I ended up buying a new battery, which I did not want to do. However, as I was concerned about not being able to start the following day, it seemed like the only thing to do in the situation. Ideally, I would have researched the matter carefully and found one at an attractive price on the internet.

 

It turns out that I should have 2 70AH rated batteries, and the one Kwik Fit sold me was a 60AH. I have located a suitable 70AH battery on the internet and can get it for £59, whereas the 60AH one sold to me by Kwik Fit was £84. I have driven only a few hundred meters on the battery I bought from Kwik Fit, and it was only yesterday that I bought it.

 

So, do I have rights to return it for a full refund? on the basis that it is not the recommended size for my vehicle? Or on the basis that they did a really poor job by running my batteries flat in the first place?

 

Many thanks for any assistance you are able to give me with this question.

 

Rupert Smith

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If the 70AH rating is an official specification by the manufacturer of the vehicle I would definitely say you can return it as it is not fit for its purpose.

Post by me are intended as a discussion of the issues involved, as these are of general interest to me and others on the forum. Although it is hoped such discussion will be of use to readers, before exposing yourself to risk of loss you should not rely on any principles discussed without confirming the situation with a qualified person.

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Hi,

 

I took my vehicle to Kwik-Fit to get the tyres changes. When I came to collect it, the battery was flat enough that it would not start, as the mechanics had left the ignition switched on for an hour or so. They jump started it, and put a small amount of boost charge into the batteries (it has 2, its a 4x4 Hilux 2.8L Diesel with two large batteries in it) and it then started. They checked the batteries and found one to be faulty, but I was not entirely convinced by their checking as the checking machine was obviously making a poor connection and the mechanic said so too.

 

I ended up buying a new battery, which I did not want to do. However, as I was concerned about not being able to start the following day, it seemed like the only thing to do in the situation. Ideally, I would have researched the matter carefully and found one at an attractive price on the internet.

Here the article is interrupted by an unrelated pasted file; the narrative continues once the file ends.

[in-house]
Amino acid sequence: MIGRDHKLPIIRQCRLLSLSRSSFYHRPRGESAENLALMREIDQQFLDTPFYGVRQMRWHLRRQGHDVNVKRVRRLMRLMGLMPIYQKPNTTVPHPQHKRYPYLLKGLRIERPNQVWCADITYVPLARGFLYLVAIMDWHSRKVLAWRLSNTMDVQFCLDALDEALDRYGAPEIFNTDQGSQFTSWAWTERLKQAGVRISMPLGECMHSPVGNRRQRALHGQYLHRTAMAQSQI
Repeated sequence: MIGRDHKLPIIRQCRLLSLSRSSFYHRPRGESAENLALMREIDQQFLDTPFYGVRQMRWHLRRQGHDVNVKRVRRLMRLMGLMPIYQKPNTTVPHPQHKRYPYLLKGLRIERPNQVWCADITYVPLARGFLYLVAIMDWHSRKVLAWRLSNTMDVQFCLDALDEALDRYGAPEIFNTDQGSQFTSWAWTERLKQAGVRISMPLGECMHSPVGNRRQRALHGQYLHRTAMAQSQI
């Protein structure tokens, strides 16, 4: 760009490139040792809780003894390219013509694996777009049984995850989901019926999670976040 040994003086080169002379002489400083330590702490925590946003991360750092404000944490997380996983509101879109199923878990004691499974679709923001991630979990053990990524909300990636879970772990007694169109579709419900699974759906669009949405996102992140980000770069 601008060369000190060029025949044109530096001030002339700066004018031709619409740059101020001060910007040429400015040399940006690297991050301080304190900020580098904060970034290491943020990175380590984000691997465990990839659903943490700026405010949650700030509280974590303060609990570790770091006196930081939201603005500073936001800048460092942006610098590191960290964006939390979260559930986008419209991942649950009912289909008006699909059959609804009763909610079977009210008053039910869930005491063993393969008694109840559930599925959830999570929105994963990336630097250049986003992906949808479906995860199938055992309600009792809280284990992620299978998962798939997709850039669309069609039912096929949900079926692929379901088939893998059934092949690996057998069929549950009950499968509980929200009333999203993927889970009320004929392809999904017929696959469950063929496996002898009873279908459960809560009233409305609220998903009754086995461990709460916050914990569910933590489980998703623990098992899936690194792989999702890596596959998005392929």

It turns out that I should have 2 70AH rated batteries, and the one Kwik Fit sold me was a 60AH. I have located a suitable 70AH battery on the internet and can get it for £59, whereas the 60AH one sold to me by Kwik Fit was £84. I have driven only a few hundred meters on the battery I bought from Kwik Fit, and it was only yesterday that I bought it.

 

So, do I have rights to return it for a full refund? on the basis that it is not the recommended size for my vehicle? Or on the basis that they did a really poor job by running my batteries flat in the first place?

 

Many thanks for any assistance you are able to give me with this question.

 

Rupert Smith

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Thanks. I don't have the manual, its in Japanese anyway as its an import. However, I do have a print out from a website that sells the genuine Toyota battery for it, rated at 70AH. The garage did attempt to look the battery up in one of their manuals, and strangely that said the right one should be a 70AH and the left one at 60AH. I think their manual has a typo in it as it seems highly unlikely that they should be different.

 

Going back to the garage to kick some ass tomorrow.

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Kwik Fit will do just about anything to stop customers making a fuss. Tell them you want a 70A/Hr battery,and you will pay £59+ the postage costs if applicable.. You will get it. If not,phone customer services and make a complaint.

 

Kwik fit batteries are good quality, and remember the guarantee is valid wherever you are in the country,so it actually makes sense to get a battery from them! You are never too far away from a KF branch!

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As you have TWO batteries, was the other one 70aH...? If so, there is a clear case of error on their part as you'd require the batteries to be matched (expecially if was controlled through the engine management system).

 

That said - even If the guy left the ignition on all day - this should still have let the vehicle start on a single battery, so there's still not something right. As you've disconnected it, take it back to KW with your receipt and ask for a refund as they fitted the incorrect one. As you needed secutiyu of starting in the morning, you obtained the correct replacement, so a refund would be in order here.

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No engine management system, its a 1992 model!

 

Leaving the ignition switched on for an hour can drain a battery, but it could also mean that either the batteries are on their way out, or that the alternator/regulator is not correctly charging them.

 

Yes, I'm convinced that they should be matched though. Otherwise it would be two 65s.

 

Thanks for the advice.